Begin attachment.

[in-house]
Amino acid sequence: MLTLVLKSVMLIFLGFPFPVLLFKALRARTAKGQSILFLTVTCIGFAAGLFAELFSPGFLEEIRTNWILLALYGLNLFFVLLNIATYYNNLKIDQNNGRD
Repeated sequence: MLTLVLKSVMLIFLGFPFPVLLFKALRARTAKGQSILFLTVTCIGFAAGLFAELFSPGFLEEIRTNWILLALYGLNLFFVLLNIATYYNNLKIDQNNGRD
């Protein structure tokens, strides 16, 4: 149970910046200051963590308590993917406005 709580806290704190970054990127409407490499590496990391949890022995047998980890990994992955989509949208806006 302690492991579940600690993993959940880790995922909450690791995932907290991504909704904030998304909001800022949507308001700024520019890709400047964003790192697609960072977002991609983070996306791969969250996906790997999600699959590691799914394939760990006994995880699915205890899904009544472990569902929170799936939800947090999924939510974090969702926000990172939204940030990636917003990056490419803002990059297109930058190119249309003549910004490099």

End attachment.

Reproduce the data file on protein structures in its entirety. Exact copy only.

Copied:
[in-house]
Amino acid sequence: MLTLVLKSVMLIFLGFPFPVLLFKALRARTAKGQSILFLTVTCIGFAAGLFAELFSPGFLEEIRTNWILLALYGLNLFFVLLNIATYYNNLKIDQNNGRD
Repeated sequence: MLTLVLKSVMLIFLGFPFPVLLFKALRARTAKGQSILFLTVTCIGFAAGLFAELFSPGFLEEIRTNWILLALYGLNLFFVLLNIATYYNNLKIDQNNGRD
């Protein structure tokens, strides 16, 4: 149970910046200051963590308590993917406005 709580806290704190970054990127409407490499590496990391949890022995047998980890990994992955989509949208806006 302690492991579940600690993993959940880790995922909450690791995932907290991504909704904030998304909001800022949507308001700024520019890709400047964003790192697609960072977002991609983070996306791969969250996906790997999600699959590691799914394939760990006994995880699915205890899904009544472990569902929170799936939800947090999924939510974090969702926000990172939204940030990636917003990056490419803002990059297109930058190119249309003549910004490099």